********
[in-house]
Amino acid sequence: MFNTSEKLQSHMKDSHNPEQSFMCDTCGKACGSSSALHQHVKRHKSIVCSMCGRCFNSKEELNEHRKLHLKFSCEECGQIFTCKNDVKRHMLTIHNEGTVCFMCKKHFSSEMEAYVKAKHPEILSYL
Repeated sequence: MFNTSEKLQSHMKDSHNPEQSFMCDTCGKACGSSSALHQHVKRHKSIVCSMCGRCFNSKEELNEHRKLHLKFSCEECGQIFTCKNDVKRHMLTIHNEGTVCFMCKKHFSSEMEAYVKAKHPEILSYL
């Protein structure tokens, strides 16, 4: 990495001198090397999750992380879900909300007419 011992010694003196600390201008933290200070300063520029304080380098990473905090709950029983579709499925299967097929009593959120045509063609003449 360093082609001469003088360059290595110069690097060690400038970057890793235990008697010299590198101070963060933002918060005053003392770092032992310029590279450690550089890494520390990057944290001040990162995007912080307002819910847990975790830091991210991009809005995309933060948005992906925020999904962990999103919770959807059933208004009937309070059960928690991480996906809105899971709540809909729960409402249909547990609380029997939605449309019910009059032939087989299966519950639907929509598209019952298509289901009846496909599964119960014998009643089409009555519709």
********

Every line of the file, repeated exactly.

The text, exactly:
[in-house]
Amino acid sequence: MFNTSEKLQSHMKDSHNPEQSFMCDTCGKACGSSSALHQHVKRHKSIVCSMCGRCFNSKEELNEHRKLHLKFSCEECGQIFTCKNDVKRHMLTIHNEGTVCFMCKKHFSSEMEAYVKAKHPEILSYL
Repeated sequence: MFNTSEKLQSHMKDSHNPEQSFMCDTCGKACGSSSALHQHVKRHKSIVCSMCGRCFNSKEELNEHRKLHLKFSCEECGQIFTCKNDVKRHMLTIHNEGTVCFMCKKHFSSEMEAYVKAKHPEILSYL
């Protein structure tokens, strides 16, 4: 990495001198090397999750992380879900909300007419 011992010694003196600390201008933290200070300063520029304080380098990473905090709950029983579709499925299967097929009593959120045509063609003449 360093082609001469003088360059290595110069690097060690400038970057890793235990008697010299590198101070963060933002918060005053003392770092032992310029590279450690550089890494520390990057944290001040990162995007912080307002819910847990975790830091991210991009809005995309933060948005992906925020999904962990999103919770959807059933208004009937309070059960928690991480996906809105899971709540809909729960409402249909547990609380029997939605449309019910009059032939087989299966519950639907929509598209019952298509289901009846496909599964119960014998009643089409009555519709």